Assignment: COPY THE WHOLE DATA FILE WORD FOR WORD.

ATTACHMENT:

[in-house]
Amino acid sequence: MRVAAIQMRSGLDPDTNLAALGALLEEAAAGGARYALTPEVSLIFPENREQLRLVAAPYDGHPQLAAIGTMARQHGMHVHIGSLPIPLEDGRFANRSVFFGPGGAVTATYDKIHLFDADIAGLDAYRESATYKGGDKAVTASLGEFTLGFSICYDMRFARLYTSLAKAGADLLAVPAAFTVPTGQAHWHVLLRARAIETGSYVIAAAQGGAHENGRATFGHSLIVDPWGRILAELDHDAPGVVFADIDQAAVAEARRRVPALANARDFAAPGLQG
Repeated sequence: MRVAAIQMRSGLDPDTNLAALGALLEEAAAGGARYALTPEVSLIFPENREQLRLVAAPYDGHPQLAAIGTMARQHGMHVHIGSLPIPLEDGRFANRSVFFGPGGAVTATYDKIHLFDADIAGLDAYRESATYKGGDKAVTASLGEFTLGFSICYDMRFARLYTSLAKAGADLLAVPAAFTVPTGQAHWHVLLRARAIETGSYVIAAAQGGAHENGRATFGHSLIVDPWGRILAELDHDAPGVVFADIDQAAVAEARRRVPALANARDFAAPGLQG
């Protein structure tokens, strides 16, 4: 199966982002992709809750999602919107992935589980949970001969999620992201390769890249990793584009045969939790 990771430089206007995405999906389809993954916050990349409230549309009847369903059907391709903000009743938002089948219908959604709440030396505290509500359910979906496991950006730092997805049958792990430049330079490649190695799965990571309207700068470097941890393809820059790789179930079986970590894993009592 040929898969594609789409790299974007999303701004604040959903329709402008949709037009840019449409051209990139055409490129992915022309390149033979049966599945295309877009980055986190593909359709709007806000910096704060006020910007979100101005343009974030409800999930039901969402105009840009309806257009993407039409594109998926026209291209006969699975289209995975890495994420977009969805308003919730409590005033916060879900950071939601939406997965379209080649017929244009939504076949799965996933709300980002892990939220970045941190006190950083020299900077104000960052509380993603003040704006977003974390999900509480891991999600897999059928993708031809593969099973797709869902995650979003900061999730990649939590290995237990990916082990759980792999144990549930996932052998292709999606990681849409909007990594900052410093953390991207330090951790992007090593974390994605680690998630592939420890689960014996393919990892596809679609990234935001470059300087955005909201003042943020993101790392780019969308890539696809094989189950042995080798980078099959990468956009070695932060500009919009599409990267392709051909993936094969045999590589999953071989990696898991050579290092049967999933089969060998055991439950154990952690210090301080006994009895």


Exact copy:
[in-house]
Amino acid sequence: MRVAAIQMRSGLDPDTNLAALGALLEEAAAGGARYALTPEVSLIFPENREQLRLVAAPYDGHPQLAAIGTMARQHGMHVHIGSLPIPLEDGRFANRSVFFGPGGAVTATYDKIHLFDADIAGLDAYRESATYKGGDKAVTASLGEFTLGFSICYDMRFARLYTSLAKAGADLLAVPAAFTVPTGQAHWHVLLRARAIETGSYVIAAAQGGAHENGRATFGHSLIVDPWGRILAELDHDAPGVVFADIDQAAVAEARRRVPALANARDFAAPGLQG
Repeated sequence: MRVAAIQMRSGLDPDTNLAALGALLEEAAAGGARYALTPEVSLIFPENREQLRLVAAPYDGHPQLAAIGTMARQHGMHVHIGSLPIPLEDGRFANRSVFFGPGGAVTATYDKIHLFDADIAGLDAYRESATYKGGDKAVTASLGEFTLGFSICYDMRFARLYTSLAKAGADLLAVPAAFTVPTGQAHWHVLLRARAIETGSYVIAAAQGGAHENGRATFGHSLIVDPWGRILAELDHDAPGVVFADIDQAAVAEARRRVPALANARDFAAPGLQG
């Protein structure tokens, strides 16, 4: 199966982002992709809750999602919107992935589980949970001969999620992201390769890249990793584009045969939790 990771430089206007995405999906389809993954916050990349409230549309009847369903059907391709903000009743938002089948219908959604709440030396505290509500359910979906496991950006730092997805049958792990430049330079490649190695799965990571309207700068470097941890393809820059790789179930079986970590894993009592 040929898969594609789409790299974007999303701004604040959903329709402008949709037009840019449409051209990139055409490129992915022309390149033979049966599945295309877009980055986190593909359709709007806000910096704060006020910007979100101005343009974030409800999930039901969402105009840009309806257009993407039409594109998926026209291209006969699975289209995975890495994420977009969805308003919730409590005033916060879900950071939601939406997965379209080649017929244009939504076949799965996933709300980002892990939220970045941190006190950083020299900077104000960052509380993603003040704006977003974390999900509480891991999600897999059928993708031809593969099973797709869902995650979003900061999730990649939590290995237990990916082990759980792999144990549930996932052998292709999606990681849409909007990594900052410093953390991207330090951790992007090593974390994605680690998630592939420890689960014996393919990892596809679609990234935001470059300087955005909201003042943020993101790392780019969308890539696809094989189950042995080798980078099959990468956009070695932060500009919009599409990267392709051909993936094969045999590589999953071989990696898991050579290092049967999933089969060998055991439950154990952690210090301080006994009895």